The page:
A panel charged with overseeing the Troubled Asset Relief Program (TARP) is whacking the program's administrators like a soggy pinata: You keep hitting the thing, but it never quite offers up what you really want from the thing. From a report that is invariably described as "scathing" comes this sort of info:
The report noted that the Treasury Department initially said that it would invest funds in "healthy" banks, naming Citigroup among them and providing the bank with $25 billion. But less than a month later, Treasury gave Citi $20 billion in additional financing "apparently to avoid systemic failure." …
Though TARP originally was conceived as a bank rescue plan, the dozens of companies that have received preliminary or full approval for TARP funds include the credit card company American Express and insurance giant AIG.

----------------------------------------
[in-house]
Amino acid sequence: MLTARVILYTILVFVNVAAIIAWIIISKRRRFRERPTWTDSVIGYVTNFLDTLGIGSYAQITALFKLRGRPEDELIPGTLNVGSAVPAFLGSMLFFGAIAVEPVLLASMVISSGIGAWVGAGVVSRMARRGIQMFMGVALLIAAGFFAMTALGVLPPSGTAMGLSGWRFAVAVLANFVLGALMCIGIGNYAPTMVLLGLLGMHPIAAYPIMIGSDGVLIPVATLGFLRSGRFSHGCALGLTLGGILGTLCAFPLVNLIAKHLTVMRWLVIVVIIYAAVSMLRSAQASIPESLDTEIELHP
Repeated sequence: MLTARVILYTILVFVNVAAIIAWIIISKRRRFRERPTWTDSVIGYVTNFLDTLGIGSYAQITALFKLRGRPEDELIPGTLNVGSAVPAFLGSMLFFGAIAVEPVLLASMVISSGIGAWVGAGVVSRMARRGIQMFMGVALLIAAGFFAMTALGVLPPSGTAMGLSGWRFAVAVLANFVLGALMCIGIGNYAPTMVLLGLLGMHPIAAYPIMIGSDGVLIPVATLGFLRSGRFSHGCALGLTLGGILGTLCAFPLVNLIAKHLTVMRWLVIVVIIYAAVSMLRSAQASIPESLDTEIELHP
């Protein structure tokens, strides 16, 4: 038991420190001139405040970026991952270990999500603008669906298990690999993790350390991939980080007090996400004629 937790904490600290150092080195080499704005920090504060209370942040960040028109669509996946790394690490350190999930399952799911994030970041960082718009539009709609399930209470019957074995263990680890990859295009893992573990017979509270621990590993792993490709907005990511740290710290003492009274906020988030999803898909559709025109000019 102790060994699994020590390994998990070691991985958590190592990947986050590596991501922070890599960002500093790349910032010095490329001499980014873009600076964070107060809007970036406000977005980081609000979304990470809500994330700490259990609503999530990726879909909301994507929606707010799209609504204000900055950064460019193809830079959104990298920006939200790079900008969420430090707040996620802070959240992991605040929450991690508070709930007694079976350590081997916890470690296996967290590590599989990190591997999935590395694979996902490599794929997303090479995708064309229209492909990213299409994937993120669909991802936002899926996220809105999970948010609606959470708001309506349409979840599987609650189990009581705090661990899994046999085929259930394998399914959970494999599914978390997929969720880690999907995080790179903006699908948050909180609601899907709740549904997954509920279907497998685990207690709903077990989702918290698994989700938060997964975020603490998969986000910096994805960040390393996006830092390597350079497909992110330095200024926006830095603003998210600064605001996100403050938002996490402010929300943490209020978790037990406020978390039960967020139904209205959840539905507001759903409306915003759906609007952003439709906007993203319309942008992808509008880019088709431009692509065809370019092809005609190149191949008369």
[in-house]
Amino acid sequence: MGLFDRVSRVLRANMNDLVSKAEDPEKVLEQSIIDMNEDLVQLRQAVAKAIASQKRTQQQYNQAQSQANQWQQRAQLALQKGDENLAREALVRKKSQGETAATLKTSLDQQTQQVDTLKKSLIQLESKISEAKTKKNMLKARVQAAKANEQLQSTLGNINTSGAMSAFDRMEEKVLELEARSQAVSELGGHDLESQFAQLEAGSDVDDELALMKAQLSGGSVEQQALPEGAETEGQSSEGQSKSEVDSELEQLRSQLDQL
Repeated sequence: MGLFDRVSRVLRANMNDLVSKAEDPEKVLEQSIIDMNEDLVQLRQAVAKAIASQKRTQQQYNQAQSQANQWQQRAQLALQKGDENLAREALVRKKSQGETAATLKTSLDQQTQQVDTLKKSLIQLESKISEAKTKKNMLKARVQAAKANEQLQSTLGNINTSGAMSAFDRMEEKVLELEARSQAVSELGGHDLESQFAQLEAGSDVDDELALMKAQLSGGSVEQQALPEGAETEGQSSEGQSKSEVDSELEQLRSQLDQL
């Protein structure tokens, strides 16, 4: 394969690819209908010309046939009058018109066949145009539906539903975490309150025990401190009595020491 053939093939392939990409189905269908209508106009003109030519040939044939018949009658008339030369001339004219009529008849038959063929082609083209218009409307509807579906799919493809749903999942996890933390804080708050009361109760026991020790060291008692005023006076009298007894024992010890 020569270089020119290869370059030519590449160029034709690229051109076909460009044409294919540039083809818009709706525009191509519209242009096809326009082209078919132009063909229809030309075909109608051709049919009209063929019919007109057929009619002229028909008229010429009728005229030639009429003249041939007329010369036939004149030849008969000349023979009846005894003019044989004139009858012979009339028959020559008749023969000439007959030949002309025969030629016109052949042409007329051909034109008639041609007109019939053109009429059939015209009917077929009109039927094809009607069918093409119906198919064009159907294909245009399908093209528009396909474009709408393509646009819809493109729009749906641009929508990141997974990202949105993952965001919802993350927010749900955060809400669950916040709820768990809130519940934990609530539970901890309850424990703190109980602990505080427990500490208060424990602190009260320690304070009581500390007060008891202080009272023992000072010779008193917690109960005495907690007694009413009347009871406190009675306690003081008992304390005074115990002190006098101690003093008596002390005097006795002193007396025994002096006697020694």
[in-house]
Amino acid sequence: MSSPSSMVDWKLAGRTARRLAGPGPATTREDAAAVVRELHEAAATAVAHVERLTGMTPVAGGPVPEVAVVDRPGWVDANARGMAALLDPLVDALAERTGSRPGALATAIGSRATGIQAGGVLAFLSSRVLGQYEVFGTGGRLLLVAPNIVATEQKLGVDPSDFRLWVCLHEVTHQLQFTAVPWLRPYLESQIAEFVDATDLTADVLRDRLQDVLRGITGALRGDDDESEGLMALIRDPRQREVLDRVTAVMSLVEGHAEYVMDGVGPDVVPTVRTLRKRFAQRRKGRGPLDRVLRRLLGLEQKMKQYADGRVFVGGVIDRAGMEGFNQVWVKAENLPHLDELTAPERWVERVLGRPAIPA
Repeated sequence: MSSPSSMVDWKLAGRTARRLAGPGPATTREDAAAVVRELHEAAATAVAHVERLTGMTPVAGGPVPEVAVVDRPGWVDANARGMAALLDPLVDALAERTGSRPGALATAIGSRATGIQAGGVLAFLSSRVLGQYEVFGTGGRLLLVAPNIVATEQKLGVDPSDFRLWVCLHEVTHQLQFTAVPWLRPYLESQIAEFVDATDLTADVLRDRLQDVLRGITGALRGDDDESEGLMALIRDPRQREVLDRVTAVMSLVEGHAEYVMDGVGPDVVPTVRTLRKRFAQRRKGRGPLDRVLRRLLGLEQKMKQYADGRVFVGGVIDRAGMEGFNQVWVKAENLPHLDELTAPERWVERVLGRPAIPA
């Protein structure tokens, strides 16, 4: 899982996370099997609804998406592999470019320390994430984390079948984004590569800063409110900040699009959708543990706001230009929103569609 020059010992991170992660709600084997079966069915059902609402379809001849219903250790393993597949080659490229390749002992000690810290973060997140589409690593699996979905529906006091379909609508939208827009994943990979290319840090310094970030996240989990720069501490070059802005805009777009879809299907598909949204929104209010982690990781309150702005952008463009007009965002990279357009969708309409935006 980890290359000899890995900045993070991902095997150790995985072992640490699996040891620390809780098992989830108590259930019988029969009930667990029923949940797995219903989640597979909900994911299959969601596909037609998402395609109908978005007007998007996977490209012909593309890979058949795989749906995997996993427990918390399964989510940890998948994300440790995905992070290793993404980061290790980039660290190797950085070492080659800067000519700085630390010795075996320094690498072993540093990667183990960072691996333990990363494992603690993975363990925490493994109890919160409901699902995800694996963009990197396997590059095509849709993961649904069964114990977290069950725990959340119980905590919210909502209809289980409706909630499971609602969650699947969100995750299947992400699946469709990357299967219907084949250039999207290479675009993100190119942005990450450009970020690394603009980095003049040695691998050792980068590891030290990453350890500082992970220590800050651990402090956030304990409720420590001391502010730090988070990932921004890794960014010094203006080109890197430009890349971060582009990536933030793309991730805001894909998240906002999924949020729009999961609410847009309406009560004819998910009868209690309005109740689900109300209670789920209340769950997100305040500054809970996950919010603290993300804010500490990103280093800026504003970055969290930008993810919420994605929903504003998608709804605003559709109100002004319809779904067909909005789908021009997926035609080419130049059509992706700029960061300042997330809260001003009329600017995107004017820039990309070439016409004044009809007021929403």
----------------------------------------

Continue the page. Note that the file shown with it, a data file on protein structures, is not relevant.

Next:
The panel said that Treasury should "clearly identify the types of institutions it believes fall under the purview" of the rescue package.
"The question is how the infusion of billions of dollars to an insurance conglomerate or a credit card company advances both the goal of financial stability and the well-being of taxpayers, including homeowners threatened by foreclosure, people losing their jobs and families unable to pay their credit cards," the report said.
A massive government program that was hastily created in a couple of weeks time (tops) is doing a poor job? Or doesn't even know what its job actually is? And can't answer questions properly to its oversight body? Say it ain't so, Joe!
It's a good thing that there's a new sheriff in town, who is going to fix all this profligate and obscure funding with the "wisdom and discipline" the situation calls for. Wow, we sure dodged a bullet there, especially with an $800 billion (or whatever) stimulus package on the launchpad.